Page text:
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Kubernetes / Platform Engineering / Software Development

How Platform Engineering Can Help Solve Vendor Lock-In

It’s important to understand that the changes at VMware are inevitable, and time is short to begin an effective transition.
Feb 6th, 2024 9:27am by
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Last year, Forrester predicted that 20% of VMware customers would ditch the ecosystem. With Broadcom’s $61 billion acquisition of VMware, it looks like that is coming true — fast. Thousands of VMware customers have suddenly been hit by a wave of changes. Dozens of products are being dropped, permanent licences being abandoned and expected costs are seeing massive increases.

This is unsurprising, as with a new owner comes a new business focus. According to the Wall Street Journal, Broadcom has made it clear that its goal is to “focus completely on the needs and priorities of its top 600 customers.” This leaves more than 300,000 customers, many with heavy lock-in to VMware products, facing a very uncertain future.

In response, three platform engineering companies — Humanitec, Thoughtworks and Bechtle Competence Center AVS — have joined forces to help VMware customers build a simple and tested exit ramp using platform engineering and a modular internal developer platform.

The Possible Impact of These Changes

The degree to which these changes affect you depends on which VMware technologies you are using and your integration strategy. There are three different use cases:

  • Case 1: You are using Tanzu as the K8s dial tone. Tanzu Kubernetes Grid (TKG) might run on VMware or any cloud provider.
  • Case 2: You are using Tanzu Application Service (TAS), the former Pivotal Cloud Foundry (PCF ). You are running on VMware or any cloud provider.
  • Case 3: You are using Tanzu Application Platform (TAP), and you are deeply integrated with all the special capabilities that VMware has built into it like Mission Control or Wavefront.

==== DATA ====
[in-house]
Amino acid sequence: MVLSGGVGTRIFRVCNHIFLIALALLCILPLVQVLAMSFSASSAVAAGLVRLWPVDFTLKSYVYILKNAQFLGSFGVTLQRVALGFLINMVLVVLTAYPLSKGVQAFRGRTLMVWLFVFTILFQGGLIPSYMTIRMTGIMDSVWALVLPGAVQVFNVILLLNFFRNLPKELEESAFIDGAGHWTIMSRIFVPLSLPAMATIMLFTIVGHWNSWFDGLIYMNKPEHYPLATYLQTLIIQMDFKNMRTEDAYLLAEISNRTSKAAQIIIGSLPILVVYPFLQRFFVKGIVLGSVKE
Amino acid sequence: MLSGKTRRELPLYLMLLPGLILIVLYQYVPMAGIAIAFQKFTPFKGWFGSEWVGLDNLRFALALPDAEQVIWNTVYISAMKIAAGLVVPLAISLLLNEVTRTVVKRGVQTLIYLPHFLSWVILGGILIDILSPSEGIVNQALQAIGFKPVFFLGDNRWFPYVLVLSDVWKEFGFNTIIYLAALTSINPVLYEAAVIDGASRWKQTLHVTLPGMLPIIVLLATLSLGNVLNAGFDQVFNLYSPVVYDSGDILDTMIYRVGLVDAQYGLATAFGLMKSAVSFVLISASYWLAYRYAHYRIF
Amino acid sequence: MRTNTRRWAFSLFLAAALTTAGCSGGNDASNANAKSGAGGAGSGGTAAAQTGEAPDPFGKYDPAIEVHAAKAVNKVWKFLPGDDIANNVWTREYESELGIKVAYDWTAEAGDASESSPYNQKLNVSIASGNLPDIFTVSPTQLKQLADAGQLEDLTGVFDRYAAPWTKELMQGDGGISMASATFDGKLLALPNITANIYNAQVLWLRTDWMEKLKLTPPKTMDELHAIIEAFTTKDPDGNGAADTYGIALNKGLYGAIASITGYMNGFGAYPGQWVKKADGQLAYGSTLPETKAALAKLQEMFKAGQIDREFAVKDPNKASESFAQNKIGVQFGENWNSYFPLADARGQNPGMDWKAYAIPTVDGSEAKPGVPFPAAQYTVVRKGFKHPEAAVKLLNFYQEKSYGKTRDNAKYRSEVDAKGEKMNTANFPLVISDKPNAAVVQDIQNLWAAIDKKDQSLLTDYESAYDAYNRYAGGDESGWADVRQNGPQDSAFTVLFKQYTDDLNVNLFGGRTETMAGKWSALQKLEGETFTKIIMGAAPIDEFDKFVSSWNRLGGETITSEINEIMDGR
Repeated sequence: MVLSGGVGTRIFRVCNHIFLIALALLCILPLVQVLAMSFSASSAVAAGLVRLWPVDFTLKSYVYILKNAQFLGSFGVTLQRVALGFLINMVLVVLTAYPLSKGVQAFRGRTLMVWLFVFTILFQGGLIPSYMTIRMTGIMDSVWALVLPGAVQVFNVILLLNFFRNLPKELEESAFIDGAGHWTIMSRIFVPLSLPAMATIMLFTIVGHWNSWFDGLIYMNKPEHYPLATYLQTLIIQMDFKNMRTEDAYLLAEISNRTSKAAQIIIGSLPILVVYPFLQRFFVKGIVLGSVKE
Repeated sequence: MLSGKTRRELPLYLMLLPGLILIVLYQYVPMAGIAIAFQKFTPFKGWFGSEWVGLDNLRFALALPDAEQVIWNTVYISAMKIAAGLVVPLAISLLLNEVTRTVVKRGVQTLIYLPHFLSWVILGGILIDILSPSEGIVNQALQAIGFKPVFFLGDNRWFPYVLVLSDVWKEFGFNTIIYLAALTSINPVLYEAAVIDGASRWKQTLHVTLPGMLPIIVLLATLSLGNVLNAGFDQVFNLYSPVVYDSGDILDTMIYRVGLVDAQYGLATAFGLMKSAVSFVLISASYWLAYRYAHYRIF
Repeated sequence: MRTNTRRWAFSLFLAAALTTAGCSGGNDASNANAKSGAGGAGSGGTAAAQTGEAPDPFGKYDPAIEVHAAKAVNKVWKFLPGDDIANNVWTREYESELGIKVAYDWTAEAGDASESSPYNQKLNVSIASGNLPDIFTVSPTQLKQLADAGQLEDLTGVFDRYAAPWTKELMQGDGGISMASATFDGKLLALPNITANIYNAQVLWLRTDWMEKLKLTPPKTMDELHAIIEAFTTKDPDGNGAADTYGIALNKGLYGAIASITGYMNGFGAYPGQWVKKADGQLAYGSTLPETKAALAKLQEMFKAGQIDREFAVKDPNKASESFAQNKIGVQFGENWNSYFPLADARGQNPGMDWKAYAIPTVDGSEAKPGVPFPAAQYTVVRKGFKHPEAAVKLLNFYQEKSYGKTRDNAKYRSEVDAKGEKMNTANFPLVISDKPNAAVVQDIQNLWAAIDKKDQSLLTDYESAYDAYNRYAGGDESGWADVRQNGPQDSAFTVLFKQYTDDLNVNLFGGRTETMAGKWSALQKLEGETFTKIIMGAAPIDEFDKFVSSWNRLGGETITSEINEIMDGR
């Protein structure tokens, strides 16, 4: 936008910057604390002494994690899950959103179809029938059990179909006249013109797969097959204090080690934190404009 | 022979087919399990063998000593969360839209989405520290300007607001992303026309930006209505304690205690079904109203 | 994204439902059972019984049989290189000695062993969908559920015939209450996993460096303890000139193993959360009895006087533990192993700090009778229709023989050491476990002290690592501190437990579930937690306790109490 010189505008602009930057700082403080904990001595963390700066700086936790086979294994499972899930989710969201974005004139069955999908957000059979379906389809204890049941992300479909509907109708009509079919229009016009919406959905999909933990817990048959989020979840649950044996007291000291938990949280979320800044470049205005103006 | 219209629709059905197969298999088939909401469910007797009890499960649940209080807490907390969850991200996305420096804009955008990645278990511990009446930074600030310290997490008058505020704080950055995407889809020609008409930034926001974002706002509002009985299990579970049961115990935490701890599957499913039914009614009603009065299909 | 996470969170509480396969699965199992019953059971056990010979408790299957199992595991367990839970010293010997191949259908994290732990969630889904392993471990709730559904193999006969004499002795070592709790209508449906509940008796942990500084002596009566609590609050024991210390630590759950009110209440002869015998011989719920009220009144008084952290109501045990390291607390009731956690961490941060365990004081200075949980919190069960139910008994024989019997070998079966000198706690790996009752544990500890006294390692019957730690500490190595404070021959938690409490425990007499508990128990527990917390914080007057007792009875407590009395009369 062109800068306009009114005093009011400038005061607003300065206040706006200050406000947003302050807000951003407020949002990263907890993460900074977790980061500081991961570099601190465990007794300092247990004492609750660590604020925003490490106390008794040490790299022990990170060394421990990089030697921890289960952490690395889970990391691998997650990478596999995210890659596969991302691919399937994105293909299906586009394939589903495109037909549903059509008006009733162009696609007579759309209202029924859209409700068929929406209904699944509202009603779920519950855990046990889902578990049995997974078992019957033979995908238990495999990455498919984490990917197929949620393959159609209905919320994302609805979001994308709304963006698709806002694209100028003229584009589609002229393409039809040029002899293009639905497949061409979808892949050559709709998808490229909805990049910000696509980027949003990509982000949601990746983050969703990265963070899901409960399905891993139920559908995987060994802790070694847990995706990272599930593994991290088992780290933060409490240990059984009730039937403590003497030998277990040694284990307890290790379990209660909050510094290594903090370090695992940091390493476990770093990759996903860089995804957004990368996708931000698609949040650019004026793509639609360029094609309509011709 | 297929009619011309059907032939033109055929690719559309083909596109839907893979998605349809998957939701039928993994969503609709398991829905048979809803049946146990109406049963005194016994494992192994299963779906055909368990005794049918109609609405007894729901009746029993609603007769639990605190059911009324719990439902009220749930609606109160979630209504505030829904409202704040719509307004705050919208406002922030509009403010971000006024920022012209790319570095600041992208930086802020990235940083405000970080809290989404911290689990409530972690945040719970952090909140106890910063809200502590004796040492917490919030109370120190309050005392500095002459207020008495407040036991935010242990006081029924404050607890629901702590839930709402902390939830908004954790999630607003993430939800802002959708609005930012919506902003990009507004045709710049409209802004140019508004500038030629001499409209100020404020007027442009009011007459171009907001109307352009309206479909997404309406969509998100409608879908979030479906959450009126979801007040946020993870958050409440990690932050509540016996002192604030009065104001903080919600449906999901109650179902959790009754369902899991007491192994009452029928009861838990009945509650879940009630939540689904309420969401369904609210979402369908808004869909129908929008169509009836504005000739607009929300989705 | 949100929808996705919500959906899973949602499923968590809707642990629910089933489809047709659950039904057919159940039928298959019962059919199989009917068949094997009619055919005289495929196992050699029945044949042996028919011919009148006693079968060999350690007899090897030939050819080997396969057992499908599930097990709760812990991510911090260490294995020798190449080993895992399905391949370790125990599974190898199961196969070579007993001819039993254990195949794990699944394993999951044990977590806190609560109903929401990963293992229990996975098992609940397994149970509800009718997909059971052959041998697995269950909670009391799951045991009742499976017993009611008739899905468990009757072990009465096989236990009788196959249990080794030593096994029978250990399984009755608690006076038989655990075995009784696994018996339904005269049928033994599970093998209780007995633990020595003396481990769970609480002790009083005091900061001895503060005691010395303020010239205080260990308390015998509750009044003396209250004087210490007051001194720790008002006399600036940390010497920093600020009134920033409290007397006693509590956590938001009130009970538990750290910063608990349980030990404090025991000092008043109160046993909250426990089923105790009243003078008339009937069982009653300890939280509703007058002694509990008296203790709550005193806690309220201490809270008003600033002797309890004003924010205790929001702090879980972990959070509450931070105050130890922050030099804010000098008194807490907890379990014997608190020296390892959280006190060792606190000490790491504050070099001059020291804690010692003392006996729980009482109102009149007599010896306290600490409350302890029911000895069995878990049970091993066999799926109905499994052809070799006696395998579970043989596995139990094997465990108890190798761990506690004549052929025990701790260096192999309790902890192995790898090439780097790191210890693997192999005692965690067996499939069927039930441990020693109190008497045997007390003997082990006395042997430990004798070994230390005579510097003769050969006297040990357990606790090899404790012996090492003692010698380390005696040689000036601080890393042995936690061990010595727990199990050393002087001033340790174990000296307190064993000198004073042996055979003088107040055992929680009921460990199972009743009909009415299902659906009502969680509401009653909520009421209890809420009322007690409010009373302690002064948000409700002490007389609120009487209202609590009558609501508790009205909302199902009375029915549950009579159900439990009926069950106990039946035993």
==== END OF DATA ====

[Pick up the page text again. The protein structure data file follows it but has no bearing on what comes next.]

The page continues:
Those in the third case will face the highest lock-in and the first the lowest. Depending on your negotiating ability and the degree to which you’re locked in to VMware products, you are extremely likely to see large price increases and a drop in product development and support across all product lines.

If you are not absolutely certain that you are one of these 600 core customers that VMware will prioritize, it’s crucial that you begin your journey to exit the VMware ecosystem.

A Plan to Escape Vendor Lock-In

Case 1 is the simplest to leave. It has a fast and minimal-effort migration path that involves the transformation into a modular internal developer platform. This can be done in a short period of time.

Case 2 is more complex, however, still easily doable. You will replace the build packs of TAS with cloud native build packs and then orchestrate them with a platform orchestrator.

Case 3 is the most challenging, but also the most crucial for identifying an escape path from VMware, as this is where it will squeeze the most. There will be additional complexity due to the integration of your processes with fleet management, operations tooling and observability.

We discuss all of these cases, your risk and your migration and mitigation options in a detailed whitepaper. If you are one of VMware’s more than 300,000 customers — not yet affected by these changes — it’s important to understand that they are inevitable, and time is short to begin an effective transition.

The $61 billion that Broadcom paid for VMware is an incredible amount of money, and Broadcom intends to get it back.

Download the white paper now and start planning your escape.

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